Come and have a taste
A rare vintage
All the finest wines
Improve with age
- Count of Tuscany, Dream Theater
The Fountainhead, by Ayn Rand, and The Abolition of Man, by C. S. Lewis, both came out eighty years ago, in 1943. Via an article by Micah Watson, C.S. Lewis on the Specter of Totalitarianism, I came across this: Ayn Rand’s marginalia on C. S. Lewis, The Abolition of Man.
“It’s true, some wine improves with age. But only if the grapes were good in the first place.”
After eighty years, let’s see which wine started with good grapes.
Regular readers know that I believe Lewis’s Abolition may well be the book that best describes our condition today, how we got here, and what is necessary to get us out – out, meaning out of the meaning crisis and out from under tyranny and toward liberty.
I lean on Lewis’s book heavily in the two “books” I have written, to be found here. One is The Search for Liberty, and the second is Natural Law and the Meaning Crisis. I also began this journey long ago, if you will, on Rand, discovering her through the band Rush and a reference to her short novel Anthem. I consider my travels as having taken me from milk to meat.
While I still find value in Rand’s work, as I have developed my thought the shortcomings in her view become ever more obvious – and even contribute to the mess of society we live in today. Certainly, when we needed him most at the beginning of covidmania, John Galt was nowhere to be found; John Galt is not our savior.
But Rand’s biggest and most damaging shortcoming is found in her views of Christianity and religion, and the tradition developed through this. Well, this and her acerbic personality. Which is where I will begin.
The aforementioned marginalia positions comments and reactions by Rand against various sections of Lewis’s book. In her marginalia, she refers to Lewis (not what he has written, but as a person) as follows:
· The abysmal bastard!
· …this monster…
· The cheap, awful, miserable, touchy, social-metaphysical mediocrity!
· (The bastard!)
· This is really an old fool – and nothing more!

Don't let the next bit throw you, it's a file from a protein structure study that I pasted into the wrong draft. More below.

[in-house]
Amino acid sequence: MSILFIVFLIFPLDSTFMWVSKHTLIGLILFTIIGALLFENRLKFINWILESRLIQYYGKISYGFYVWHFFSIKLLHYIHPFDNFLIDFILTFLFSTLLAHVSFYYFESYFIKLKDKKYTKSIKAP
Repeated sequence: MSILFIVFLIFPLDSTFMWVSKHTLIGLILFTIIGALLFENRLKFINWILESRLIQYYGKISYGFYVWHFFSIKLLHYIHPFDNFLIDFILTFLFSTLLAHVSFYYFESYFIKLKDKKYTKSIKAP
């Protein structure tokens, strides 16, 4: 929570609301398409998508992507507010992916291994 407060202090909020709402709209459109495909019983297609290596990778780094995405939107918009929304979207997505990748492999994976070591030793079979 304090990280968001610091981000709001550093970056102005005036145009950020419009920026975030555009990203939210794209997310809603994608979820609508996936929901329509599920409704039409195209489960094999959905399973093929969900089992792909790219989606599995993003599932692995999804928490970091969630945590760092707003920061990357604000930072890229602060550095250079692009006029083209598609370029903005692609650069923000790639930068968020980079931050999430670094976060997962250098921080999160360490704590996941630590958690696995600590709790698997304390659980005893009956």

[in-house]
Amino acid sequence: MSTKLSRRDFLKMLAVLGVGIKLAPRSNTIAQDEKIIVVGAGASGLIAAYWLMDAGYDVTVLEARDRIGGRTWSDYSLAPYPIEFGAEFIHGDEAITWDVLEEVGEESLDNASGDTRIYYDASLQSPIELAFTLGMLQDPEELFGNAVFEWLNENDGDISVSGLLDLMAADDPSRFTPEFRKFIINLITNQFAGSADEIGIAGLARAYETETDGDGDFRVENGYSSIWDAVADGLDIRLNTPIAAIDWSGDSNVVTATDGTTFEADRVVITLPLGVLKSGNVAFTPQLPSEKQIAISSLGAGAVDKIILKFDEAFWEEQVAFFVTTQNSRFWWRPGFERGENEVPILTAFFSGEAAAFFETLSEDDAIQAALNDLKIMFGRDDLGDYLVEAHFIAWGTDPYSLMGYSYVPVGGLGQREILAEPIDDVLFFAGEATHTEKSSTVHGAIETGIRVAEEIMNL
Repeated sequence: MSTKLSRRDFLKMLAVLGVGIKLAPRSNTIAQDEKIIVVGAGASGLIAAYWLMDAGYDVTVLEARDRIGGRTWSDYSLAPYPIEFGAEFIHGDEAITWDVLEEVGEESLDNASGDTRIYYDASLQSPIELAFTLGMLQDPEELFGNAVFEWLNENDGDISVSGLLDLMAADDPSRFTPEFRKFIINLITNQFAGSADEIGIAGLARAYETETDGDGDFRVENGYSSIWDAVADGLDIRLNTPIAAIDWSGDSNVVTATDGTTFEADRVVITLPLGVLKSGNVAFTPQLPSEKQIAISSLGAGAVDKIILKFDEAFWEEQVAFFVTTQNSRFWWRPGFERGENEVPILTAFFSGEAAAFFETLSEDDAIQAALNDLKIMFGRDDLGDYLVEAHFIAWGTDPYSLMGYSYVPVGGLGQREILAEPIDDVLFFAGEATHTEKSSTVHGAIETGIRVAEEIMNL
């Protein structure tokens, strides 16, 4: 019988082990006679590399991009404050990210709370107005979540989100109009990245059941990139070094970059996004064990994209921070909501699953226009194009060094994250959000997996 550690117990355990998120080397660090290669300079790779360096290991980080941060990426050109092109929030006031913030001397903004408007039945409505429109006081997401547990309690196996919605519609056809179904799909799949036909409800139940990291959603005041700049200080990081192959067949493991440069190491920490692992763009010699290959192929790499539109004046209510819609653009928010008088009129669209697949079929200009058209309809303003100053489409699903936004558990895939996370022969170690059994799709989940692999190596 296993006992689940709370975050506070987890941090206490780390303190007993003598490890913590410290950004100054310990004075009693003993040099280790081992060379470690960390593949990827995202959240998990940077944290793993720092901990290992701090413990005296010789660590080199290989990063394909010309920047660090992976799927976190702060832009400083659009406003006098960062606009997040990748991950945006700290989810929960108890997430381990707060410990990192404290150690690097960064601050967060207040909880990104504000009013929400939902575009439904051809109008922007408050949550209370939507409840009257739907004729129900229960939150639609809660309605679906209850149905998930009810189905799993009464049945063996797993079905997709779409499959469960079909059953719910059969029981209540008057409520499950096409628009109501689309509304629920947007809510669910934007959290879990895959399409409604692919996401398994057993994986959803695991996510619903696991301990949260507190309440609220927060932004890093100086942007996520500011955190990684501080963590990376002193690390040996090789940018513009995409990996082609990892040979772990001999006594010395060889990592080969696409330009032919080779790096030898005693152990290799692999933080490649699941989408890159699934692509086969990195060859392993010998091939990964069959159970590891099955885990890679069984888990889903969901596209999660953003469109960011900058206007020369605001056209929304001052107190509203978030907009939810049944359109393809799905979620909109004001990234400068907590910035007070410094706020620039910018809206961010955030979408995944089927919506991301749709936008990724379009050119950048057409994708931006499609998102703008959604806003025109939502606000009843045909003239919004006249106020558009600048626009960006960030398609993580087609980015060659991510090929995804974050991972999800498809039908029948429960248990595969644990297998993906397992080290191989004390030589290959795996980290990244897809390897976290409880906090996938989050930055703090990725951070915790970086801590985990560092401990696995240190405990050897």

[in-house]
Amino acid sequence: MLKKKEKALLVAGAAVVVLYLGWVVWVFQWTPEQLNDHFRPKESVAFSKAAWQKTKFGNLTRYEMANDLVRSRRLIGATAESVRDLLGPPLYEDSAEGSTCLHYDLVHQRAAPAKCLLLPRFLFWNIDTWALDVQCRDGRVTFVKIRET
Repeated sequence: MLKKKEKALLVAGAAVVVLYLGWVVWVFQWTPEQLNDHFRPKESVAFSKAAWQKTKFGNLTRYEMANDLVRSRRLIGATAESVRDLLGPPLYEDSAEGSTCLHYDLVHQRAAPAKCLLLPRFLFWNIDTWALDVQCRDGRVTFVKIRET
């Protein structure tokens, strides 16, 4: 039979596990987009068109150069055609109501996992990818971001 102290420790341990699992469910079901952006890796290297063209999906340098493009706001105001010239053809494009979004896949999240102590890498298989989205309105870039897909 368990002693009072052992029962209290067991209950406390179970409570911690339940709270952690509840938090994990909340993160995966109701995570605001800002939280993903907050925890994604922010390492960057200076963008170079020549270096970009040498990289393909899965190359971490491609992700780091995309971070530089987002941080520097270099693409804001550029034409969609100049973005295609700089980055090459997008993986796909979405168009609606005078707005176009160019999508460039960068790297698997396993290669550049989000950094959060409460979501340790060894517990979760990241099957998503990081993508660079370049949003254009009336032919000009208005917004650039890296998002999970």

· This incredible, medieval monstrosity…
· The lousy bastard…
· The cheap, driveling non-entity!
· This monstrosity…
· The abysmal caricature who postures as a “gentleman and a scholar” …
· The bastard…
· (The abysmal scum!)
And in the midst of a dozen ad hominem attacks, she accuses Lewis with the following:
· Ad hominem!
But enough of examining Rand’s less-than-cheerful personality. What are her substantial comments?
Lewis writes: “If [the Innovator] had really started from scratch, from right outside the human tradition of value, no jugglery could have advanced him an inch towards the conception that a man should die for the community or work for posterity.” To which Rand replies: “You bet he couldn’t!”
Rand, of course, is well known for her virtue of selfishness. So, the idea of working for the community or for posterity – for the sake of the other and not for the sake of one’s self – is anathema. Therefore, any tradition that advances such an idea – that you have some sort of obligation to care for your fellow man and your future men – is not merely a bad tradition, but an evil one. In other words, what Jesus did for humanity is the worst evil one could do.
Lewis: “Each new power won by man is a power over man as well. Each advance leaves him weaker as well as stronger.”
Here Lewis is writing of the control of some men by other men – recall from Abolition that man conquers nature, after which he conquers his fellow man. If this wasn’t obvious to Rand in 1943, it most certainly is obviously clear today. Lewis saw this, and is ridiculed by Rand for seeing this.